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TODAY'S OTHER NEWS

Rental property supply plummets

The supply of homes listed on the market to let has fallen sharply now that pretty much all of the buy-to-let properties acquired prior to the introduction of the 3% stamp duty surcharge in April have been filled.

Research by property crowdfunding platform Property Partner shows that four out of ten of major towns and cities in the UK saw a fall in the volume of homes available to rent in September compared to the previous month.

Eight out of ten locations, which saw a drop in new rental listings in August, registered a further decrease in new buy-to-let homes for the second consecutive month, owed in part to a fall in the number of buy-to-let homes being purchased by investors following the recent tax changes in the sector.

In most areas, there was a decline in new rental homes advertised, led by Grimsby which saw rental listings fall by 26%. The next three locations were in the South East – Oxford (-24.4%), Canterbury (-23.9%) and Brighton (-18.7%) but no region was unaffected by the shortage in supply of new buy-to-let properties.

Most major English cities saw new rental property listings fall, but London bucked the trend and posted a 1.43% rise in September.

Dan Gandesha, CEO of Property Partner, commented: “You’d expect a seasonal drop off in the number of new buy-to-let properties coming onto the market during August but September has also proved worryingly slow. We’ll have to wait until next month to determine whether this is just a short-term problem or something to be increasingly concerned about.

“The new stamp duty hike in April for buy-to-let and second homes saw a rush by landlords to beat the deadline with a subsequent rise in stock levels. But now that the dust has settled, we’re seeing some significant declines in new listings, particularly surprising after the summer.”

Earlier this month, the Royal Institution of Chartered Surveyors (RICS) warned that the UK is facing a severe shortage of homes to rent, largely because of tax changes for landlords.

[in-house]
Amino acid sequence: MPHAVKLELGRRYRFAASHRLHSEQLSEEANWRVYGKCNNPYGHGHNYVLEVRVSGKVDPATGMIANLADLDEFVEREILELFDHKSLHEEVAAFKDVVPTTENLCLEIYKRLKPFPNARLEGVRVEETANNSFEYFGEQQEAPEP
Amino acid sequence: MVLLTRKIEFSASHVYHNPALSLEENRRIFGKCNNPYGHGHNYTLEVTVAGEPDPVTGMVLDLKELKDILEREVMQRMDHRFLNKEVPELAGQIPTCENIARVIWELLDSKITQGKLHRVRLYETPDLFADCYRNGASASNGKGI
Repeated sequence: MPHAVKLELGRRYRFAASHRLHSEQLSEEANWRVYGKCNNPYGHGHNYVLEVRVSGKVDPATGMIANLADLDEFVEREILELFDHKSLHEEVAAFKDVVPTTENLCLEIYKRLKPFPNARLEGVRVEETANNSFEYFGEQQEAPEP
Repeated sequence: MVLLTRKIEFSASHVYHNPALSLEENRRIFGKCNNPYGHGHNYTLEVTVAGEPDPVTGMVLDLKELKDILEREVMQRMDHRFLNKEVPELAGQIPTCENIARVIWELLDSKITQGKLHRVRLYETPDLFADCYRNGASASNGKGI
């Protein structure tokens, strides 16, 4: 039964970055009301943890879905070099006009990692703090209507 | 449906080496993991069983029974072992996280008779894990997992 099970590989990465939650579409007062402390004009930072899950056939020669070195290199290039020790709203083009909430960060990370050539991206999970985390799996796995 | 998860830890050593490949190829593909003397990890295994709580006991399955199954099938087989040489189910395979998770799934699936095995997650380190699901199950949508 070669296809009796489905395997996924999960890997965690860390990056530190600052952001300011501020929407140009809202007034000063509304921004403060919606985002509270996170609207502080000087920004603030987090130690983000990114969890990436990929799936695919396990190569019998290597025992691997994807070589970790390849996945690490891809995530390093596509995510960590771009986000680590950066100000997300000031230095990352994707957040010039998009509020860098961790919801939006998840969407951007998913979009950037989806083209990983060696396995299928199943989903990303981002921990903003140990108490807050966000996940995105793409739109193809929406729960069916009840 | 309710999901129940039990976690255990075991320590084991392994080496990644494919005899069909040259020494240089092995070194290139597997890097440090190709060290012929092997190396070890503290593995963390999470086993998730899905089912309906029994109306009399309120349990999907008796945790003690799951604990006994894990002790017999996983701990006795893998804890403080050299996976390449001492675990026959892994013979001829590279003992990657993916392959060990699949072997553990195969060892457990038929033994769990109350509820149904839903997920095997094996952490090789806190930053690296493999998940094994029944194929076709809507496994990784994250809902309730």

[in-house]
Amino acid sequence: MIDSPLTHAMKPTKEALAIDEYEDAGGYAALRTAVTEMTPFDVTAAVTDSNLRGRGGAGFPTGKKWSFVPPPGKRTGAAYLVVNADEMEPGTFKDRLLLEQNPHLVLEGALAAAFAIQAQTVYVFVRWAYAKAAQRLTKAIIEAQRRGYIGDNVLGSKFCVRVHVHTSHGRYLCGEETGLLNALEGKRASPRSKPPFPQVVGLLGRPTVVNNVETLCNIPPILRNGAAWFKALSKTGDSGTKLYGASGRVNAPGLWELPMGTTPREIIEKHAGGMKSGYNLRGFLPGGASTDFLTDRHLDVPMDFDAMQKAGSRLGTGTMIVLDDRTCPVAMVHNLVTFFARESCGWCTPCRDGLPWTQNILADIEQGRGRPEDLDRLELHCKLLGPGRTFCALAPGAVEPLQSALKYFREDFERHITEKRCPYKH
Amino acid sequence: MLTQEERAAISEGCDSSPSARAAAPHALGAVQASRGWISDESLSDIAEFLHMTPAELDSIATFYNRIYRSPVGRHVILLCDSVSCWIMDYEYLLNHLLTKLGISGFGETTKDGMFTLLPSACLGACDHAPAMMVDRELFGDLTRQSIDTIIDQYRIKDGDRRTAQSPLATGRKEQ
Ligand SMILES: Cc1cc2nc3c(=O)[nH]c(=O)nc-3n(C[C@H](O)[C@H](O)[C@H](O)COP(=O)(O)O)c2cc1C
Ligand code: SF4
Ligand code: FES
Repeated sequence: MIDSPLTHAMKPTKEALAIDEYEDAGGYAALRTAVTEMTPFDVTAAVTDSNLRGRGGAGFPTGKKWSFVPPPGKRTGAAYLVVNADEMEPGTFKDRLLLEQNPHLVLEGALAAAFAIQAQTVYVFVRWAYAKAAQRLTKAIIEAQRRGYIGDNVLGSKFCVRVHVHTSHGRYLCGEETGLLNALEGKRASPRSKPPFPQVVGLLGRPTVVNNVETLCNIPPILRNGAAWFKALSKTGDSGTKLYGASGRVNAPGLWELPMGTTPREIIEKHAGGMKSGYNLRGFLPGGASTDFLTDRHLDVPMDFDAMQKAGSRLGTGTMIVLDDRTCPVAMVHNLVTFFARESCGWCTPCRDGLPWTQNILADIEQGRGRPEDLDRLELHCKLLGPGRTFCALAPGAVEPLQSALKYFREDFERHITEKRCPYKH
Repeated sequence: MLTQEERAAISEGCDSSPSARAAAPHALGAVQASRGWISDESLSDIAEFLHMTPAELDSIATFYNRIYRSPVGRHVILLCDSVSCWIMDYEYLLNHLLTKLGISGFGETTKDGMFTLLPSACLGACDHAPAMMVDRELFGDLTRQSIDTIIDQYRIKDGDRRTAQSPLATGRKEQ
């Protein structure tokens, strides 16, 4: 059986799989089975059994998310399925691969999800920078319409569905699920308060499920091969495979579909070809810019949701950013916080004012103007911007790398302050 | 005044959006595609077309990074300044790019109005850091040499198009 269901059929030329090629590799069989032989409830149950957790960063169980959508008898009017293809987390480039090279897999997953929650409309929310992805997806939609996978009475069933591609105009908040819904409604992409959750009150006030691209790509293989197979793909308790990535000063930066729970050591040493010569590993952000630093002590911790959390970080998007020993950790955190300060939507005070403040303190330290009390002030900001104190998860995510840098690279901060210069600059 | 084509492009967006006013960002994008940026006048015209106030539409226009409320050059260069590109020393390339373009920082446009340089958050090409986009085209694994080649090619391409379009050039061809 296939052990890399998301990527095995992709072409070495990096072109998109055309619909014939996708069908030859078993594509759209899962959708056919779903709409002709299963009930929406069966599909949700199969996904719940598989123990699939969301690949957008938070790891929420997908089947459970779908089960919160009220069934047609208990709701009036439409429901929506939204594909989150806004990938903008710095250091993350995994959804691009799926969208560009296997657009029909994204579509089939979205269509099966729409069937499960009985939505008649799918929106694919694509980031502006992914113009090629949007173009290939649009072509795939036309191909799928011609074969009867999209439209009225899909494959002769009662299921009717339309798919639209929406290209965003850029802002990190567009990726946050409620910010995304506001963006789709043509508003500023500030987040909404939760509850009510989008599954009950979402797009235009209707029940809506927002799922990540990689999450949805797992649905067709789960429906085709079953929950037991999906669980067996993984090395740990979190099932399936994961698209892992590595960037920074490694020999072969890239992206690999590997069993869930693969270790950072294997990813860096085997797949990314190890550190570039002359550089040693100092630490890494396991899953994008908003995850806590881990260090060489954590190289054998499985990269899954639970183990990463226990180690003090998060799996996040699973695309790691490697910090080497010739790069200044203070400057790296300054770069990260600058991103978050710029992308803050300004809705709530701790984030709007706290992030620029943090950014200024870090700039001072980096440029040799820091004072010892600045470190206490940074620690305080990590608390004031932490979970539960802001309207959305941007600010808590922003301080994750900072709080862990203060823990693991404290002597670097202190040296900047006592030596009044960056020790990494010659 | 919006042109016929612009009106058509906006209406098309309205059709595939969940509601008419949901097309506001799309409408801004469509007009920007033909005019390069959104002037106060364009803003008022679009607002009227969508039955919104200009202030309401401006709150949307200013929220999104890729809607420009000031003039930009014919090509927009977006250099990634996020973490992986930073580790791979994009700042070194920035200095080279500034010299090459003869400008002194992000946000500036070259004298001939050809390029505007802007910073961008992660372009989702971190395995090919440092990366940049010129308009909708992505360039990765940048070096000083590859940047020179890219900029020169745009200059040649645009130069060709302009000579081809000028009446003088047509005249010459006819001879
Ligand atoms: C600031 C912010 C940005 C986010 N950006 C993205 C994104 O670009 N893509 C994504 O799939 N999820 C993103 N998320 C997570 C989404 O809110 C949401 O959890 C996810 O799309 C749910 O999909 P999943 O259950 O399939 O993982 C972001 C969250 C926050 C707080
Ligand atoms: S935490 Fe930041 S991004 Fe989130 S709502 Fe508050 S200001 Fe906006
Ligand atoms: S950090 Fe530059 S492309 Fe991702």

At least 1.8 million more households will be looking to rent rather than buy a home by 2025 mainly because of rising house prices, according to RICS.

Gandesha continued: “Like RICs, we believe Britain should be building more homes across all tenure types. Over the past decade, more and more people have moved away from home ownership and become long-term renters.

“It’s time for the new government to make build-to-rent a key priority, encouraging the private sector to build properties for residential letting with incentives for institutional and professional landlords.”

The following table shows the 29 UK towns and cities that saw the decreases in new rental property listings for both August and September:

TOWN/CITY

Area

% change August vs July

% change Sept vs August

Grimsby

Yorkshire and the Humber

-5.15%

-26.09%

Oxford

South East

-18.49%

-24.40%

Canterbury

South East

-30.45%

-23.96%

Brighton

South East

-21.35%

-18.74%

Cardiff

Wales

-25.93%

-18.44%

Salford

North West

-7.56%

-18.03%

Coventry

West Midlands

-11.36%

-15.05%

Birmingham

West Midlands

-16.09%

-13.69%

Bristol

South West

-9.65%

-13.67%

Leeds

West Yorkshire

-23.93%

-13.54%

Manchester

North West

-18.39%

-13.04%

High Wycombe

South East

-16.89%

-12.83%

Lancaster

North West

-1.37%

-10.42%

Leicester

East Midlands

-7.99%

-10.23%

Wigan

North West

-6.09%

-9.73%

Guildford

South East

-9.46%

-8.58%

Bath

South West

-16.67%

-5.85%

Cheltenham

South West

-4.62%

-5.70%

Luton

South East

-22.54%

-5.22%

Shrewsbury

West Midlands

-13.00%

-5.17%

Peterborough

East

-8.42%

-5.14%

Northampton

East Midlands

-6.91%

-3.02%

Portsmouth

South

-19.07%

-2.52%

Exeter

South West

-10.29%

-2.29%

York

Yorkshire and the Humber

-6.81%

-1.83%

Sheffield

Yorkshire and the Humber

-7.31%

-1.76%

Worthing

South East

-1.65%

-1.68%

Glasgow

Scotland

-19.18%

-1.34%

Cambridge

East

-6.81%

-0.89%

Source: research by Property Partner

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